· Vatican City ·

Interview with the President of the International Committee of the Red Cross

With the Pope to build a united and inclusive society

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23 October 2020

A merging of viewpoints, values and aspirations in a wounded world now struck by the pandemic of the new virus that worsens existing problems. This was highlighted by the President of the International Committee of the Red Cross Peter Maurer in the following interview with Vatican News and L’Osservatore Romano on Tuesday, 20 October. Earlier Mr Maurer had met with Pope Francis.

You met His Holiness, Pope Francis this Monday morning. Afterwards, you also met Cardinal Secretary of State Pietro Parolin. How are these meetings in the Vatican for you?

Well, first, it is, of course, a very special moment to meet the Pope and to be here in Rome. It is also a good moment very frankly because there are few visits I do around the world in which we have so much convergence of views, of values, of also aspirations that we represent. Whether you argue the world’s analysis and response to crises in the world from a point of view of your religious beliefs, or from a point of view of international humanitarian law which at the end of the day enshrines decades and centuries of values of good behavior in society. So, coming to Rome is a very positive experience. And of course, talking with the Pope, knowing about his support for what we are doing in the field for people affected by war and violence is a positive energy that I take home from Rome.

Pope Francis stressed in his new Encyclical “Fratelli Tutti” the importance of global solidarity to face the challenges in the world. In your opinion, what are  Pope Francis’ strengths  that correspond to the lines of the International Red Cross? What corresponds with your mission as Red Cross?

Well, let’s start with Fratelli Tutti. I think this is a key slogan which has motivated decades of work for the Red Cross. And I think at the core of the belief that we, as Red Cross, and the Vatican and the Pope represent is, at the end of the day, that we have to fight against the fragmentation of society — about divisions, which are  so painful in its  consequences for civilian populations, for the most vulnerable, for the migrants, those displaced by war and violence, those affected by the weaponization of societies, those affected by climate change, by underdevelopment, by exclusion, by poverty, by injustice. And I think developing a counter-narrative as you would say in modern language. Developing a vision of a society which is different, which is inclusive, which brings people together and which builds bridges where reality separates societies. This is at the core of our common view and endeavors. We certainly are very proud to be close to the Holy See and to the Pope in his efforts.

The International Red Cross faces many challenges. How is that situation in the context of the current coronavirus pandemic?

I think coronavirus has accelerated and accentuated many of the problems that we knew before. And it has come on top of a lot of problems that we have been fighting against over the last decades. We have seen war and violence affecting societies. We have seen poverty, we have seen climate change coming on top of all the complications, particularly in vulnerable contexts like the Sahel of Lake Chad or the Horn of Africa or the Pacific. And we see today that Covid comes on top of it and functions as an accelerator and complicator of all those factors. And I think that’s what is so tragic to see: that we see more divisions and also if the rich have become richer, the poor have become poorer and more excluded. And I think that’s the big issue we are fighting.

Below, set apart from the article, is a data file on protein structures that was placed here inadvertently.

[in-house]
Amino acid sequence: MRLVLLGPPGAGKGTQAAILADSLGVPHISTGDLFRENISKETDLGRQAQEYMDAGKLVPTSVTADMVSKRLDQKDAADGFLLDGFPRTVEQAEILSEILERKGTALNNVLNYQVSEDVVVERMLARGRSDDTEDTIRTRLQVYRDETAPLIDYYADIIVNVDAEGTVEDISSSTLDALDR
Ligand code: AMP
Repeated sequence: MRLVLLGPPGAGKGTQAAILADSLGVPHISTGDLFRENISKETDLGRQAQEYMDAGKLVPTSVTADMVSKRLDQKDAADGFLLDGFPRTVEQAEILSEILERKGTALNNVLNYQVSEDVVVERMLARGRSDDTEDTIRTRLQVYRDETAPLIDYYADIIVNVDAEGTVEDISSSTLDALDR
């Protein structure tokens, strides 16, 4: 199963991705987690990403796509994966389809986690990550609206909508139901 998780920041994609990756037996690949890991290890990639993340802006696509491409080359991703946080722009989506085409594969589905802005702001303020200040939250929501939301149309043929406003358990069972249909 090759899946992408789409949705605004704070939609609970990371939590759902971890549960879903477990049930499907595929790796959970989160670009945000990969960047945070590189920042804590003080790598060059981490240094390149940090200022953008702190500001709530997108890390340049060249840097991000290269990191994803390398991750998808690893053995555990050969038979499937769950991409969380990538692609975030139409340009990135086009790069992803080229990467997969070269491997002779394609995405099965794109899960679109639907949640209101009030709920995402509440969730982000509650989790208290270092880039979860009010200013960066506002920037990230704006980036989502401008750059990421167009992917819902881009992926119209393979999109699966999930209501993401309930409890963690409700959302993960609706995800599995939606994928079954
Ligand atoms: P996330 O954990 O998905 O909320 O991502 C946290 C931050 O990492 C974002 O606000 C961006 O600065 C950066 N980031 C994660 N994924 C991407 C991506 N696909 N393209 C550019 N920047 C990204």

We also see the secondary impact of the pandemic: the unemployment that has affected many poor countries and populations has been even worse than before Covid.

Unfortunately, there are still many war zones in the world where the International Red Cross brings aid and support to the civilians involved. Which regions are currently most affected where the Red Cross is at the forefront of aid? What can you tell us?

Well, if you just look at our budget and where most of our people are, more than 40 percent of our activities are in Africa. More than 30 additional percent are in the Middle East. So, the regions of the Middle East and the conflict of the Middle East and in Africa remain at the forefront of our activities. It is the Sahel, the Lake Chad, the Sudans, the Congos, the Horn of Africa, Libya of course in Africa. But it’s the Middle East with the Syrian conflict, the Yemeni conflict, the Iraqi conflict which is at the fore of our attention. Then, there are other parts of the world which have newly added to the list that I made which is a long-standing list. We have been surprised in the last 6 years to see Ukraine come in as a top operation of icrc. We have recently seen Nagorno-Karabakh and the Armenian Azeri conflict blowing up in our face and accentuating the problems. And of course, we have long-term engagements in Afghanistan and also in Latin America.

Mario Galgano